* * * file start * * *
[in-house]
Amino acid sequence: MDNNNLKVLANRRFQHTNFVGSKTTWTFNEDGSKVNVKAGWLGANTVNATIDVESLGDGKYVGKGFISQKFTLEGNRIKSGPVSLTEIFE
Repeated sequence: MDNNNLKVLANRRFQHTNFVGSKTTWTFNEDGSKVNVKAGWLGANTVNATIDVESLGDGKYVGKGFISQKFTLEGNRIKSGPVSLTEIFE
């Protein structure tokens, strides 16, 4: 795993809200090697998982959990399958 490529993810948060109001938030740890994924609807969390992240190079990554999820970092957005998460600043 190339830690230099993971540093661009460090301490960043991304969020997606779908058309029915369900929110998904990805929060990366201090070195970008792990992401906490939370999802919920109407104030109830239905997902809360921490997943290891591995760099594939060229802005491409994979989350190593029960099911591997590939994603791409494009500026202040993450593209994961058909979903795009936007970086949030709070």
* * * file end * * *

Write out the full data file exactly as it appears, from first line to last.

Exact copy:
[in-house]
Amino acid sequence: MDNNNLKVLANRRFQHTNFVGSKTTWTFNEDGSKVNVKAGWLGANTVNATIDVESLGDGKYVGKGFISQKFTLEGNRIKSGPVSLTEIFE
Repeated sequence: MDNNNLKVLANRRFQHTNFVGSKTTWTFNEDGSKVNVKAGWLGANTVNATIDVESLGDGKYVGKGFISQKFTLEGNRIKSGPVSLTEIFE
């Protein structure tokens, strides 16, 4: 795993809200090697998982959990399958 490529993810948060109001938030740890994924609807969390992240190079990554999820970092957005998460600043 190339830690230099993971540093661009460090301490960043991304969020997606779908058309029915369900929110998904990805929060990366201090070195970008792990992401906490939370999802919920109407104030109830239905997902809360921490997943290891591995760099594939060229802005491409994979989350190593029960099911591997590939994603791409494009500026202040993450593209994961058909979903795009936007970086949030709070």